wake from

wake (up) from something

to awaken from something, such as a sound sleep, sleep, dreams, etc. She woke up from a deep sleep. Elaine woke from her dreams with a start.
See also: wake

wake someone (up) from something

to awaken someone from something, such as a sound sleep, a nap, dreams, etc. Henry woke Fred up from his dreams. He woke up Fred from a deep sleep.
See also: wake
References in periodicals archive ?
The study concentrated on analysis of wake from conventional ferries in the Tallinn Bay area, in particular the ferries Star and Superstar (described in [17]), which are known to be responsible for some of the largest wave loads on the coast [19].
3c,d) corresponds to the ferry Star, arriving at about 900 s, and another wake from an unknown ship arriving at 1200 s.
The wake from the Star (1 July, 10:30) probably provided more reliable results than the wake from the Superstar (2 July, 07:30), as the former was recorded at a time when there were less small-scale local variations associated with wind-generated waves.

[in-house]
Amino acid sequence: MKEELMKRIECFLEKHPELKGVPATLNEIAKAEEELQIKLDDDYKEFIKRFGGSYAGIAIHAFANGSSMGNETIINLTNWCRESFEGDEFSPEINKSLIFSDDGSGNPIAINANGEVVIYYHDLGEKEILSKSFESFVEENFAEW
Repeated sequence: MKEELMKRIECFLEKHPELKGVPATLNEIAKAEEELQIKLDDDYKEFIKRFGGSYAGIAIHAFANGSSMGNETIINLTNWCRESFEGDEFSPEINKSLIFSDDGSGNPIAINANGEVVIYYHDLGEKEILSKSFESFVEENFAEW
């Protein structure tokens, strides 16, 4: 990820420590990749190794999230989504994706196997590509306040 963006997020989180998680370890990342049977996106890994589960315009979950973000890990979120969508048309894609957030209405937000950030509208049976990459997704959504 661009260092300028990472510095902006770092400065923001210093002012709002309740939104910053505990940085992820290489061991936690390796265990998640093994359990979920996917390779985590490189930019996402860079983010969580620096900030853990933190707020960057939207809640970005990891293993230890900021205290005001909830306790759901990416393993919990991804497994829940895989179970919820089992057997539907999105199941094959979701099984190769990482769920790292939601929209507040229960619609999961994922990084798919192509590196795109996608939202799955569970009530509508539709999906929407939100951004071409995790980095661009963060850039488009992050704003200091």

The wake from the Superstar shows a similar reduction in divergent waves, whereas the contribution from the transverse waves was conserved from TPL-1 to TPL-2 (at about 3.9 x [10.sup.3] J x s/[m.sup.2]).
When matched against the wake from an average jet transport, a 737 for example, a Cessna 172 is hopelessly at risk.
Wake from even a "single-engine" airplane is dangerous if you pass directly through its wake because you're not authorized to land short.